Telugu cinema heroes down the line have received poorly written screenplays where they win too early without realizing the timeless worth of delayed gratification. Hanu Man breaks this thankless mold by reminding viewers that even a superhero has to sing for its supper. Teja Sajja makes Hanumanthu a darling underdog worth rooting for.

Hanumanthu draws his superpowers of immense physical strength from a sacred pearl formed from one drop of Hanuman’s blood. Yet these powers are not without their glitches. There are two types of enemies that threaten Anjanadri’s safety. An enemy of an enemy is a friend, but this adage is proved right by Hanu Man, though not between the parties you expect to eventually collide. There is also enough comedy, courtesy characters played by Vennela Kishore, Getup Srinu and Satya. Placing comedy here feels slightly tricky at first, being a superhero film, but doubts clear when the comic portions work.

In Hanu Man there is one scene where Hanumanthu mimics actors across contemporary Telugu cinema to prove his superhero prowess. Just as you roll your eyes at the writers opting for some low-hanging fruit jokes in this movie… They actually use a gag involving Balakrishna as an effective plot point! Though Michael (Vinay Rai) crossing paths with Hanumanthu was inevitable, the story pulls enough tricks (and troughs) to keep you engaged till end credits roll – trust us on that one folks! A surprise touchy feely angle involving older sister who we thought had nothing going for her emotionally speaking gives second half much needed depth in an otherwise light hearted mythological action adventure rom com flick like ‘Hanu Man’. It doesn’t go too deep into mythology but just enough so everyone can follow along regardless of their knowledge base or lack thereof.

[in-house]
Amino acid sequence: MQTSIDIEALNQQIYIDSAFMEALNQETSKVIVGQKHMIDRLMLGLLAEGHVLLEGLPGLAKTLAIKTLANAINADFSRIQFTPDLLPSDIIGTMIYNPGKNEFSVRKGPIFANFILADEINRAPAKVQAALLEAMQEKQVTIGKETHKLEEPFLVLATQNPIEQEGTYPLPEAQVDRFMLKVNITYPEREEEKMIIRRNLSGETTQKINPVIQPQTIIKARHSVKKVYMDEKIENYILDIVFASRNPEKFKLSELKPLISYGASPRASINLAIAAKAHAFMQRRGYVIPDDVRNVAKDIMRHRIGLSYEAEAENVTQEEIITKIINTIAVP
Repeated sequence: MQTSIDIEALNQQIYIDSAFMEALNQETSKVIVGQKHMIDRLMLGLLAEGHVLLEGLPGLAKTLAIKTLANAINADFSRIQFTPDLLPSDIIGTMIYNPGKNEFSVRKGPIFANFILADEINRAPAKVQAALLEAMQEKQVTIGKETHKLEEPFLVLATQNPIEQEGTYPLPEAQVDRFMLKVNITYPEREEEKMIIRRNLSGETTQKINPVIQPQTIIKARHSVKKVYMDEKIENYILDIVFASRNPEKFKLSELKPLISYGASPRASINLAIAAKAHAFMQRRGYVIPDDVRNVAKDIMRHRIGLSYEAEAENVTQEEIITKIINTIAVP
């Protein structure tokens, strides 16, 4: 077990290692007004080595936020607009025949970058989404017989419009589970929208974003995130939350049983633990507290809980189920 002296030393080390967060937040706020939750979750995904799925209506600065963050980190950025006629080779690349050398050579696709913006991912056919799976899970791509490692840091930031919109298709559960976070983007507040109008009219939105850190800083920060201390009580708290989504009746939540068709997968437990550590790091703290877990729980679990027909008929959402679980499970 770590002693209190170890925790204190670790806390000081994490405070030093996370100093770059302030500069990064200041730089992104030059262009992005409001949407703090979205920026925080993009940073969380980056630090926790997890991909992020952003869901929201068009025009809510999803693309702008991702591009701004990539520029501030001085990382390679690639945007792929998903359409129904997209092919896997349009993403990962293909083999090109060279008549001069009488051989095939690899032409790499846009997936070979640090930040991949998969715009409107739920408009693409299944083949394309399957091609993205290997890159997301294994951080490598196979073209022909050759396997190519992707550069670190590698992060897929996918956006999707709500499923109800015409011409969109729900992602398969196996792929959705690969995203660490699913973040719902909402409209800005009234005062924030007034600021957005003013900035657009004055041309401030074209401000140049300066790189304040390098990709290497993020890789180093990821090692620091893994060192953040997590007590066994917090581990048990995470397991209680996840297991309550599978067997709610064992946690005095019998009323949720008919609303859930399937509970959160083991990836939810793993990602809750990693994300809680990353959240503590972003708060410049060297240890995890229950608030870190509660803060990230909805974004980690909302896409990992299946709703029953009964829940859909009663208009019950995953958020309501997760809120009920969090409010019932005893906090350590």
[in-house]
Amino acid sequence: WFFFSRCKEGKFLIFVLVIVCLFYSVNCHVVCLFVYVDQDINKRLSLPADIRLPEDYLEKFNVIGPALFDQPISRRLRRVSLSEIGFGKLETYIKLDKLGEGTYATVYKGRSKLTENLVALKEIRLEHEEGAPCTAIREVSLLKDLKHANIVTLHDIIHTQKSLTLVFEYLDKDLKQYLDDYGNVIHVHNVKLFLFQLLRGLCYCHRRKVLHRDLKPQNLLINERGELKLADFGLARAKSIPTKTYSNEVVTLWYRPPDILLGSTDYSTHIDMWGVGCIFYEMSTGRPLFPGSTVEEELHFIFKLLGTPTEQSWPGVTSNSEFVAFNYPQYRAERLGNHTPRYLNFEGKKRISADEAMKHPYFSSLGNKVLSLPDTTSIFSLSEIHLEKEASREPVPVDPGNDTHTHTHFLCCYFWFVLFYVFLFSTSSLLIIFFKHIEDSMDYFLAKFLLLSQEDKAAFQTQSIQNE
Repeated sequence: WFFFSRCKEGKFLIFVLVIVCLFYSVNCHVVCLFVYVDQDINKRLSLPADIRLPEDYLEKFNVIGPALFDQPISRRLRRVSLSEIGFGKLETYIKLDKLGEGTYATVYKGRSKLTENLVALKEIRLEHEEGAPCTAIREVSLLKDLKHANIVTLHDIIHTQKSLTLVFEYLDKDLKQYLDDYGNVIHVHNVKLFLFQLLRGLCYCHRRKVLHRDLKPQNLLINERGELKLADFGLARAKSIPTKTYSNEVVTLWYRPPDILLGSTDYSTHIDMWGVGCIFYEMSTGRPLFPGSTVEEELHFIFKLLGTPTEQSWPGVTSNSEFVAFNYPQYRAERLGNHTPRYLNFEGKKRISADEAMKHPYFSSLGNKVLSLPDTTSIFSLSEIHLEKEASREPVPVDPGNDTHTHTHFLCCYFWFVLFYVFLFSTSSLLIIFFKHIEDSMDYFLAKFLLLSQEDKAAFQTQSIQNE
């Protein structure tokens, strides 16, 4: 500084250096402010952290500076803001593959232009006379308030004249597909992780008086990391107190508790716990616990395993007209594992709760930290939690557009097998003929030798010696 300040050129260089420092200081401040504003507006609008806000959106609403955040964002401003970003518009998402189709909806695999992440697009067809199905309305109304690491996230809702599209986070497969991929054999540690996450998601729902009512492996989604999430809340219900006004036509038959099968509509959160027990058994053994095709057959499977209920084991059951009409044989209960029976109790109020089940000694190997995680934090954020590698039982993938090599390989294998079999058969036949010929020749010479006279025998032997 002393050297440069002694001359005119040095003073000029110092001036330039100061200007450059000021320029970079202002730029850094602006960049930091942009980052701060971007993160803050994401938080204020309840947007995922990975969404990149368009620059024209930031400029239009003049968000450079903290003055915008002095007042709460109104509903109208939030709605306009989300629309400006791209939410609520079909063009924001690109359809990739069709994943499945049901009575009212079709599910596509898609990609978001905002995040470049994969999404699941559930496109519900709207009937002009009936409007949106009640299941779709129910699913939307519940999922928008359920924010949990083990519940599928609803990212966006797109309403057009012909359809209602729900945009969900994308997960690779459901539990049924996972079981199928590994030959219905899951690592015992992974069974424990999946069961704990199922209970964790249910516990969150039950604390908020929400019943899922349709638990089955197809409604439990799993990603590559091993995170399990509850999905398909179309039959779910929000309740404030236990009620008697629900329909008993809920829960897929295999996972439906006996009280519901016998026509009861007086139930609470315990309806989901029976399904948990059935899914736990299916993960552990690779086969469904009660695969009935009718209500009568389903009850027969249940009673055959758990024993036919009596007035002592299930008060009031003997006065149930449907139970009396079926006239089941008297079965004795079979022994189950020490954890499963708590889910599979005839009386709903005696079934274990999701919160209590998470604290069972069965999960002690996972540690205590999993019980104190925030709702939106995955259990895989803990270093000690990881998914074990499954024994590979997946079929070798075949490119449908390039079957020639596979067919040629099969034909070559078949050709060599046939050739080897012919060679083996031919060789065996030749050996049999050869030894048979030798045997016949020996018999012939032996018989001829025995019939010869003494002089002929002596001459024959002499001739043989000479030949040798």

For being touted as PVCU’s (Prasanth Varma Cinematic Universe) inaugural offering, Hanu Man doesn’t cheat its audience by ending on a ‘to be continued’ note. In fact not having a strong cliffhanger is refreshing relief that every franchise should learn from when starting out – but you know how these things go… The people behind this film also deserve credit for keeping things traditionally Tollywood; both songs here, one romantic and another grandmothers singing while pickling mangoes anthem are all heart no matter which way ya slice it! As far as direction goes though, there is some craftiness inspired by none other than Rajamouli himself in terms of storytelling style employed throughout most scenes without feeling like mere imitation or wannabe stuff. Few flaws prevent movie from being truly great yet they don’t hinder anyone’s enjoyment either.

Film’s VFX (though better than recent times) still spoon-feeds certain details. For instance, the x-ray cartilage of people getting punched or glowing outline around our titular character could’ve been left out. With how much satisfaction it manages to deliver on almost all fronts, one can’t help but be forgiving towards such nitpicks in hopes that these points will be taken into account for future installments within Prasanth Varma’s own backyard franchise before moving onto other projects altogether. But until then let me tell ya folks – just like an underdog always does – “Hanu Man” shines through as not just another participant at sankranthi race but rather THE frontrunner!